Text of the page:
Britain will sign its first state-level trade agreement with the U.S. corn belt state of Indiana on Friday, with more to come as London eyes ways to expand commercial ties despite Washington's decision to halt talks on a national-level free trade deal.
Britain is working with about 20 states to secure individual trade deals, in the absence of a broader deal with Washington, with the first eight alone accounting for about 20% of the U.S. economy, trade policy Penny Mordaunt has said.
International Trade Minister Ranil Jayawardena will sign a memorandum of understanding (MoU) with the Indiana Governor Eric Holcomb on Friday and more deals would follow.
"We are ready to progress negotiations on a United States free trade agreement whenever the U.S. is ready to do so. But we don't want to wait for that, which is why we're doing these trade and economic agreements with the states," Jayawardena told Reuters.
He declined to provide details until the MoU was signed but said it would help lower market access barriers for British firms, potentially boosting jobs and wages in areas such as advanced manufacturing, pharmaceuticals and renewable energy.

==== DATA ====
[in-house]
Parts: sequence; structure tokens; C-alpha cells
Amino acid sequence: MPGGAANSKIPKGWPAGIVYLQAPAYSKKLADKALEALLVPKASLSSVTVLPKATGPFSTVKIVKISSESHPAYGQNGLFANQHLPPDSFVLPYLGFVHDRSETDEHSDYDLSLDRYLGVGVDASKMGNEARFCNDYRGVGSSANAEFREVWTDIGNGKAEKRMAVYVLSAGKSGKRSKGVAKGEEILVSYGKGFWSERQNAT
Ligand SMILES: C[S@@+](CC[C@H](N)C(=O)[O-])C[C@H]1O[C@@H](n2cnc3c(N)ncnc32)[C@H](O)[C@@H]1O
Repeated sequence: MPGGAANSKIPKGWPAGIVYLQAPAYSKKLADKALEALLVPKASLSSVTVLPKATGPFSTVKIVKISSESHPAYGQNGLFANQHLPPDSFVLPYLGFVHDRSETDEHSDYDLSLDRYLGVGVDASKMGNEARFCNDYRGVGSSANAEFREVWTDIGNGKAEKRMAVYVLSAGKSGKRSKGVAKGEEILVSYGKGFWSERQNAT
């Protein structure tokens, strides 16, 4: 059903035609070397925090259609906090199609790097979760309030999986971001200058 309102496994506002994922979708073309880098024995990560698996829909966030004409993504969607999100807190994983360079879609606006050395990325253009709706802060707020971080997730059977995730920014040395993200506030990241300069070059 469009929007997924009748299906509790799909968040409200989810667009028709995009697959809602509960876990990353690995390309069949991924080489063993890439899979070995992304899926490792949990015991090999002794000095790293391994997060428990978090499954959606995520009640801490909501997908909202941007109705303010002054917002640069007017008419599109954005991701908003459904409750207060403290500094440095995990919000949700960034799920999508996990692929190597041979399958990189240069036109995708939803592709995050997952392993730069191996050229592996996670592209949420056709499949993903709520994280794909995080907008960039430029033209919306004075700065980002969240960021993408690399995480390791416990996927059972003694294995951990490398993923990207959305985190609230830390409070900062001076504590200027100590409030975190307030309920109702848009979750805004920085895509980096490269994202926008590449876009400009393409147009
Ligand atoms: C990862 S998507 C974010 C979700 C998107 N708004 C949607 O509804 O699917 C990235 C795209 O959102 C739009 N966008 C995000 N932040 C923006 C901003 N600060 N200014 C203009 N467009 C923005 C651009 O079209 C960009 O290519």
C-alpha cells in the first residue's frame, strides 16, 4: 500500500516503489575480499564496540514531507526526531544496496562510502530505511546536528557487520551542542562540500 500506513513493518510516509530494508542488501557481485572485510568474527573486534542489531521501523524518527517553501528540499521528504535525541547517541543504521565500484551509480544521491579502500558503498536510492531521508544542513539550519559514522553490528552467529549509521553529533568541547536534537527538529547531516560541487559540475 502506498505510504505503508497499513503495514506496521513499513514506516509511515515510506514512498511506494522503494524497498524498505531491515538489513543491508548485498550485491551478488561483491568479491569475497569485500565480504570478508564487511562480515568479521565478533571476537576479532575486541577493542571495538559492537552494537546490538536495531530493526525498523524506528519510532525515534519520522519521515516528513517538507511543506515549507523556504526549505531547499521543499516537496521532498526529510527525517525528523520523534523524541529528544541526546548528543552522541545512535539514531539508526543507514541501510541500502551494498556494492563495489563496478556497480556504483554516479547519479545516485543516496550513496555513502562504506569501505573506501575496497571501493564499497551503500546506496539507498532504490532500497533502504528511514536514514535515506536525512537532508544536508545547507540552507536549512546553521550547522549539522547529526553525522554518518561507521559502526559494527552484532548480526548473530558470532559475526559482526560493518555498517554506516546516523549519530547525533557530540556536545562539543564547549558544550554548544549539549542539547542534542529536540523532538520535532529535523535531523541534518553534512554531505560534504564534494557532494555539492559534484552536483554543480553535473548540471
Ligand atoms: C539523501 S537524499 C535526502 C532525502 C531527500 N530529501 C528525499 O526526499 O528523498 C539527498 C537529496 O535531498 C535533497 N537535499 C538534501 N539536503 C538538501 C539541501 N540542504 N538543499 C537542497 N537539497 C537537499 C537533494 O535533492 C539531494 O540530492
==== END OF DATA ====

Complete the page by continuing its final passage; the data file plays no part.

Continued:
The agreement would also streamline procurement processes, enable academics to collaborate more easily, and ensure that professional qualifications were recognized on both sides.
Britain currently buys more than $1.5 billion worth of goods and services from Indiana annually, about 1% of total U.S. exports to the UK.
U.S. trade agreements are usually negotiated and signed on the national level, but foreign governments have long sought to develop stronger ties with individual states and cities.
London once viewed a free trade deal with the United States as the one of the biggest prizes for leaving the European Union. But hopes of a quick agreement were dashed when the incoming Biden administration put all free trade talks on ice.
For now, they have settled for a strategic dialogue on expanding the $260 billion bilateral trade relationship, with a third round of those talks scheduled in Boston in June.
Britain has been advancing post-Brexit trade negotiations, starting talks with Canada and Mexico as part of a foreign policy tilt towards the Pacific.
Officials in London still hope talks with Washington can ultimately produce an overarching free trade agreement.
Some U.S. lawmakers, who must approve trade agreements, have said there can be no trade deal with Britain if it proceeds with plans to unilaterally scrap some of the rules governing trade with Northern Ireland that had been agreed with the European Union under the deal to leave the bloc.